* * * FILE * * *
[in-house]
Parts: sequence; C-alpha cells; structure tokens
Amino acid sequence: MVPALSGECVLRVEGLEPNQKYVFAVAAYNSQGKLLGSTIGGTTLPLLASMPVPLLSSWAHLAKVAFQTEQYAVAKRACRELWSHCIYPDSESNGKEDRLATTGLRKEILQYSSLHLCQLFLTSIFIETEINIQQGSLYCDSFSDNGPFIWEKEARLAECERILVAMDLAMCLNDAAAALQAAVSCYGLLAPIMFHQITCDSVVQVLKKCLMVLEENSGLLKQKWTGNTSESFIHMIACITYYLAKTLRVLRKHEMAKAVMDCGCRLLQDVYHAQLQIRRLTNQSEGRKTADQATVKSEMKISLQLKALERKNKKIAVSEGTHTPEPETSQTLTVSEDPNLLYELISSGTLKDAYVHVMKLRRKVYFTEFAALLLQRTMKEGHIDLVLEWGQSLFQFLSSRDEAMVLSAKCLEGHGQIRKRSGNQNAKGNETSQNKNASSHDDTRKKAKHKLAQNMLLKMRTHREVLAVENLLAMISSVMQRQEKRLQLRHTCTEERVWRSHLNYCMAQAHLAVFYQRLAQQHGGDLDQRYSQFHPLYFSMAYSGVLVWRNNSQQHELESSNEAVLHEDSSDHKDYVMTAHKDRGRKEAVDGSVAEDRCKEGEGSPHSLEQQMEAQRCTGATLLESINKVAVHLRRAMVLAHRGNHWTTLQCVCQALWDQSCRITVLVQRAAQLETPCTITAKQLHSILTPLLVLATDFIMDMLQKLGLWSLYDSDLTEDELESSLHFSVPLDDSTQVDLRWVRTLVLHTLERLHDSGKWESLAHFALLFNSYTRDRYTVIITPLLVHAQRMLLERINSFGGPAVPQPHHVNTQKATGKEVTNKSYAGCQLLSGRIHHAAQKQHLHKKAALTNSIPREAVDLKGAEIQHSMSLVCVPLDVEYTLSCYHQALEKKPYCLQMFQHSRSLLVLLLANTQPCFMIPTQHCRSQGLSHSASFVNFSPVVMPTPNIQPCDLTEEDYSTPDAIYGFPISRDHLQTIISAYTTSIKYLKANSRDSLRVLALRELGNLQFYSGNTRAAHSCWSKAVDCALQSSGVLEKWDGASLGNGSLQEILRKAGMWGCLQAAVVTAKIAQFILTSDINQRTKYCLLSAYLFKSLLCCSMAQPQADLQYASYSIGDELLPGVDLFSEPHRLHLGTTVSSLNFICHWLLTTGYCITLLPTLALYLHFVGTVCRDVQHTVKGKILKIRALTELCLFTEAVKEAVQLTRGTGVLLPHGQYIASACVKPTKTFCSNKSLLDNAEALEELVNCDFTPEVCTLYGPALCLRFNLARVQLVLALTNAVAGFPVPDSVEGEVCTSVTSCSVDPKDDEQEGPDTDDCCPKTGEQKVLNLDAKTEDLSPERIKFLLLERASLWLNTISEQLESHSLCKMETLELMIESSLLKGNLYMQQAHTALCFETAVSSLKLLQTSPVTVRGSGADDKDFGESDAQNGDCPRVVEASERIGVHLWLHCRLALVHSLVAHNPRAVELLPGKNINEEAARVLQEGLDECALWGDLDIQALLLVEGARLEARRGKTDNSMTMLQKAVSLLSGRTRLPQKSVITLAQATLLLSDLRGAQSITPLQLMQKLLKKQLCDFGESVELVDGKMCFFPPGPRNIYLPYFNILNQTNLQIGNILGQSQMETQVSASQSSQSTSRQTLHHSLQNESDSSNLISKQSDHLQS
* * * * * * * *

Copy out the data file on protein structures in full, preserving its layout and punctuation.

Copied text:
[in-house]
Parts: sequence; C-alpha cells; structure tokens
Amino acid sequence: MVPALSGECVLRVEGLEPNQKYVFAVAAYNSQGKLLGSTIGGTTLPLLASMPVPLLSSWAHLAKVAFQTEQYAVAKRACRELWSHCIYPDSESNGKEDRLATTGLRKEILQYSSLHLCQLFLTSIFIETEINIQQGSLYCDSFSDNGPFIWEKEARLAECERILVAMDLAMCLNDAAAALQAAVSCYGLLAPIMFHQITCDSVVQVLKKCLMVLEENSGLLKQKWTGNTSESFIHMIACITYYLAKTLRVLRKHEMAKAVMDCGCRLLQDVYHAQLQIRRLTNQSEGRKTADQATVKSEMKISLQLKALERKNKKIAVSEGTHTPEPETSQTLTVSEDPNLLYELISSGTLKDAYVHVMKLRRKVYFTEFAALLLQRTMKEGHIDLVLEWGQSLFQFLSSRDEAMVLSAKCLEGHGQIRKRSGNQNAKGNETSQNKNASSHDDTRKKAKHKLAQNMLLKMRTHREVLAVENLLAMISSVMQRQEKRLQLRHTCTEERVWRSHLNYCMAQAHLAVFYQRLAQQHGGDLDQRYSQFHPLYFSMAYSGVLVWRNNSQQHELESSNEAVLHEDSSDHKDYVMTAHKDRGRKEAVDGSVAEDRCKEGEGSPHSLEQQMEAQRCTGATLLESINKVAVHLRRAMVLAHRGNHWTTLQCVCQALWDQSCRITVLVQRAAQLETPCTITAKQLHSILTPLLVLATDFIMDMLQKLGLWSLYDSDLTEDELESSLHFSVPLDDSTQVDLRWVRTLVLHTLERLHDSGKWESLAHFALLFNSYTRDRYTVIITPLLVHAQRMLLERINSFGGPAVPQPHHVNTQKATGKEVTNKSYAGCQLLSGRIHHAAQKQHLHKKAALTNSIPREAVDLKGAEIQHSMSLVCVPLDVEYTLSCYHQALEKKPYCLQMFQHSRSLLVLLLANTQPCFMIPTQHCRSQGLSHSASFVNFSPVVMPTPNIQPCDLTEEDYSTPDAIYGFPISRDHLQTIISAYTTSIKYLKANSRDSLRVLALRELGNLQFYSGNTRAAHSCWSKAVDCALQSSGVLEKWDGASLGNGSLQEILRKAGMWGCLQAAVVTAKIAQFILTSDINQRTKYCLLSAYLFKSLLCCSMAQPQADLQYASYSIGDELLPGVDLFSEPHRLHLGTTVSSLNFICHWLLTTGYCITLLPTLALYLHFVGTVCRDVQHTVKGKILKIRALTELCLFTEAVKEAVQLTRGTGVLLPHGQYIASACVKPTKTFCSNKSLLDNAEALEELVNCDFTPEVCTLYGPALCLRFNLARVQLVLALTNAVAGFPVPDSVEGEVCTSVTSCSVDPKDDEQEGPDTDDCCPKTGEQKVLNLDAKTEDLSPERIKFLLLERASLWLNTISEQLESHSLCKMETLELMIESSLLKGNLYMQQAHTALCFETAVSSLKLLQTSPVTVRGSGADDKDFGESDAQNGDCPRVVEASERIGVHLWLHCRLALVHSLVAHNPRAVELLPGKNINEEAARVLQEGLDECALWGDLDIQALLLVEGARLEARRGKTDNSMTMLQKAVSLLSGRTRLPQKSVITLAQATLLLSDLRGAQSITPLQLMQKLLKKQLCDFGESVELVDGKMCFFPPGPRNIYLPYFNILNQTNLQIGNILGQSQMETQVSASQSSQSTSRQTLHHSLQNESDSSNLISKQSDHLQS